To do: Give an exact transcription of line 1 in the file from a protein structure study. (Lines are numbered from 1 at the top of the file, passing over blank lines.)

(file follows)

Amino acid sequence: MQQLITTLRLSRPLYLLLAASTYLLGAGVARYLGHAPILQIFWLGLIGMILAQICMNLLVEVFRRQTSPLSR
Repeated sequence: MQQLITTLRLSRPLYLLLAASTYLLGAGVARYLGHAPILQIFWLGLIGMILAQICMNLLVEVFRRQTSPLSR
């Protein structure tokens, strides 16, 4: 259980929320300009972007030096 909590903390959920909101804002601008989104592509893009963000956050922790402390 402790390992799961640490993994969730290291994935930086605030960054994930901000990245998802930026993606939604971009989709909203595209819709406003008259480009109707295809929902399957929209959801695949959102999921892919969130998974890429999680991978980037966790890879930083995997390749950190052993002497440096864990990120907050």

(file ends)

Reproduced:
Amino acid sequence: MQQLITTLRLSRPLYLLLAASTYLLGAGVARYLGHAPILQIFWLGLIGMILAQICMNLLVEVFRRQTSPLSR